Iraqi Kurds, buoyed by U.S. airstrikes, eye more Sunni Arab towns
Jubilant boys flashed victory signs and unfurled a Kurdish flag at the entrance to this abandoned village, signaling the latest advance of fighters known as peshmerga against militants in northern Iraq.
On a nearby wall, “Peshmerga,” spray-painted in gold scrawl, blotted out the black-and-white insignia of the militant group Islamic State.
Kurdish forces, backed by U.S. air power, have been pushing back the extremists for several weeks, steadily making gains along the Tigris River valley and near the Mosul dam, breaking the momentum of the group formerly known as the Islamic State of Iraq and Syria, or ISIS.
Many of the militants who last month swept triumphantly into Barazan and other areas previously under Kurdish control — even approaching Irbil, the capital of the semiautonomous Kurdish region — have retreated. Kurdish forces report having almost complete control of Zumar, about eight miles to the south, though clashes were said to be continuing there.
Littering the highway leading to Barazan is the charred and twisted evidence of U.S. airstrikes, including the carcasses of Humvees and pickup trucks, once part of Islamic State’s formidable motorized columns. About 75% of the U.S. sorties have targeted Islamic State positions close to the Mosul dam and the adjacent reservoir, according to the Pentagon.
“The [air]strikes are 100% helpful and they are unparalleled,” said Hassan Khalo, a local official of the ruling Kurdish Democratic Party.
Kurdish authorities, whose fighters cooperated closely with the U.S.-led invasion force that toppled the Iraqi government of Saddam Hussein in 2003, seem enthusiastic for as much American participation as possible.
The air assault has buoyed the confidence of Kurdish fighters, who were humiliated last month after being routed by Islamic State forces. U.S. air power has turned things around, at least for now. The Kurds have regained lost territory.
Though Kurdish residents have welcomed the peshmerga advance, many Arabs are wary of the Kurdish presence. Tensions have long simmered between Kurdish and Arab residents in northern Iraq, site of conflicting territorial claims.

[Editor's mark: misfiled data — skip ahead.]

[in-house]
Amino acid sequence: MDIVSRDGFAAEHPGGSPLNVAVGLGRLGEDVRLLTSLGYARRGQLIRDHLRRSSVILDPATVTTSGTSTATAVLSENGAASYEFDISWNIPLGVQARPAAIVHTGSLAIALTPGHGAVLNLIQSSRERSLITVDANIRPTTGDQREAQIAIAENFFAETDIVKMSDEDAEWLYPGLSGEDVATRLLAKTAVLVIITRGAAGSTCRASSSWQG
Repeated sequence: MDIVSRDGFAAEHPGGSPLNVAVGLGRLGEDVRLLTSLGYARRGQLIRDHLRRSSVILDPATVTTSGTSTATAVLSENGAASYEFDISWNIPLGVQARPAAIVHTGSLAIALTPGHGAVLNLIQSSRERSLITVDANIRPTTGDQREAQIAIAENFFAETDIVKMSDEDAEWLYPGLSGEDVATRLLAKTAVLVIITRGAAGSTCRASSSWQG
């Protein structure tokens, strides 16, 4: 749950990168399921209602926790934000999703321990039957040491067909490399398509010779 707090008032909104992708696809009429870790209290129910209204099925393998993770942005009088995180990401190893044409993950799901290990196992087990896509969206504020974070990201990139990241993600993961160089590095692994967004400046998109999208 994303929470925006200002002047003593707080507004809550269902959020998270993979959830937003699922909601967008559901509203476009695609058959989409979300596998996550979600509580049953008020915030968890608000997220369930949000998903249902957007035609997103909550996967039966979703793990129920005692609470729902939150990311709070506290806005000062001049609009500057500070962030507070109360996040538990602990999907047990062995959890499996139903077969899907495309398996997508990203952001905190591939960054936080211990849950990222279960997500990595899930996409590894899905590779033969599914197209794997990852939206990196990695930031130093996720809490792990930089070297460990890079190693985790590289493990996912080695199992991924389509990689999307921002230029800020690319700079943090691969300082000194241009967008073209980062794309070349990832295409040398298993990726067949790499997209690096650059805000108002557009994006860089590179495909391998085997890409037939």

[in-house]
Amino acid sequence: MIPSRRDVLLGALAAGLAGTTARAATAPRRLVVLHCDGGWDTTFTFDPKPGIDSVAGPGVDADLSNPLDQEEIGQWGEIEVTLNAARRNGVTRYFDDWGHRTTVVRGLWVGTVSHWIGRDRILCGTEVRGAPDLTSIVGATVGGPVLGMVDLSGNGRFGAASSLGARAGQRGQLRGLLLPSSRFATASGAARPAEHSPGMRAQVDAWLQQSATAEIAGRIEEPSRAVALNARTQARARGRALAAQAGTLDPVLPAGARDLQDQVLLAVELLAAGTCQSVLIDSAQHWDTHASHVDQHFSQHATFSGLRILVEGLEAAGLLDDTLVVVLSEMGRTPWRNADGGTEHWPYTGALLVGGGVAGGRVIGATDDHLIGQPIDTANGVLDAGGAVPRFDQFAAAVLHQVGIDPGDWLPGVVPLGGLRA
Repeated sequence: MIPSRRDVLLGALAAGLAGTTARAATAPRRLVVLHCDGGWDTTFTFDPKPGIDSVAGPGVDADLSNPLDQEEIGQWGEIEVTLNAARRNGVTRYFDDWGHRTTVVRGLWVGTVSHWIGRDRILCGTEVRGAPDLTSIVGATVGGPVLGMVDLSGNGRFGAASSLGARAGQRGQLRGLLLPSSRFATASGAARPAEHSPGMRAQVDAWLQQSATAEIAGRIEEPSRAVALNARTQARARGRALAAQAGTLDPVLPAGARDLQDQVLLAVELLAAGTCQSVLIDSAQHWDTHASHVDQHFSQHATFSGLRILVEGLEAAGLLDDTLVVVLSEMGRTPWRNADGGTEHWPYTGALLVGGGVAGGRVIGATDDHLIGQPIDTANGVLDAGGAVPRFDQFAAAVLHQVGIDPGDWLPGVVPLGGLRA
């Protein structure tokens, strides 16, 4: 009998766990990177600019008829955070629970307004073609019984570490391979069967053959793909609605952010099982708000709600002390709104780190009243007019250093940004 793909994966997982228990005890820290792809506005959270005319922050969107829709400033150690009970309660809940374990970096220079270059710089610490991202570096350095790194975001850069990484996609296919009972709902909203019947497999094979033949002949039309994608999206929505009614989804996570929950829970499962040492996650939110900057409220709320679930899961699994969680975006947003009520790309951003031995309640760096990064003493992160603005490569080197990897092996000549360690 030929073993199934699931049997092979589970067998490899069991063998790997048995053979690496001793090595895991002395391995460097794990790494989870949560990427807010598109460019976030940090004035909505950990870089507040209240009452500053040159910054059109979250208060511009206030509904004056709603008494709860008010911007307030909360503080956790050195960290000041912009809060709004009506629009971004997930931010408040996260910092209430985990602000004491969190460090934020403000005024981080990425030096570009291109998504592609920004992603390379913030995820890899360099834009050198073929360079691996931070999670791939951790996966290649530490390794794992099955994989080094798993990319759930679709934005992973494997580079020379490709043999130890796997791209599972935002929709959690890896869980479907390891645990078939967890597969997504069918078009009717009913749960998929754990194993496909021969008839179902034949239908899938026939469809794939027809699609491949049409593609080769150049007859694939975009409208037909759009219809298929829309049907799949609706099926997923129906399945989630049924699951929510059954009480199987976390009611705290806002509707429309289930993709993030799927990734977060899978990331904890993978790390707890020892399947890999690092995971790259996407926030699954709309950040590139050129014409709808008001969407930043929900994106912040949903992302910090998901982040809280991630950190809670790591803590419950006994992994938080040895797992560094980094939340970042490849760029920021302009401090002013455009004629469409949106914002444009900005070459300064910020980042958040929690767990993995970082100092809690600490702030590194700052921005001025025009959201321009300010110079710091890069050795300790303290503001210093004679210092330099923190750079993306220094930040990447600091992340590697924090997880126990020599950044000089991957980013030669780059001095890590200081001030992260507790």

Barazan is one of the few exclusively Arab villages in the area. Whereas Kurds generally despised Hussein’s rule, many Sunni Muslim Arabs backed Hussein, a Sunni from an Arab tribal background.
This village of perhaps 5,000 people, say Kurdish authorities, was named after Saddam Hussein’s half brother and former intelligence chief, Barzan Ibrahim Tikriti, who was the five of clubs in the playing card deck of “most wanted” Iraqis distributed by U.S. forces. Tikriti was hanged in 2007.
According to Kurdish officials, Barazan was created as part of the Iraqi government’s so-called Arabization project, in which Kurdish land was appropriated and parceled out to Arab tribesmen and Hussein loyalists, including many members of the military. Kurdish authorities have been encouraging Kurdish resettlement in contested zones.
Kurdish commanders say the residents of Barazan largely welcomed the militants. A major component of the extremists’ appeal has been capitalizing on Sunni Arab animosity toward the Shiite-dominated central government in Baghdad and toward the Kurdish administration in the north.
“Daesh didn’t require much to get this village: They came in with 20 or so insurgents, and they immediately had the support of a thousand men,” said Col. Natheer Rassoul, a peshmerga commander, using the Arab term for Islamic State. “The insurgents were given food and shelter by the people.”
Islamic State has recruited heavily throughout the area, Kurdish officials say, bolstering their ranks.
On Wednesday, this dusty village appeared largely abandoned, the occasional cow the only sign of life in fields strewn with shrapnel and garbage. Many Arab residents apparently fell back with the fighters from Islamic State.
It is unclear how far Kurdish forces will advance on largely Arab territory, though they seem intent on retaking Zumar, a predominantly Arab town.
Kurdish commanders are aware that they will face stiff opposition if they attempt an assault on Mosul, the region’s major Arab city and an Islamic State bastion. The conflict appears to have exacerbated the historical tension between Kurds and Arabs.
In Barazan, the Arabs may not be welcomed back.
“We won’t accept them into the area again,” Rassoul said, shaking his head. “The leadership has to decide, of course, but if it were up to me, they would never come back.”
Bulos is a special correspondent. Times staff writer Patrick J. McDonnell in Beirut contributed to this report.
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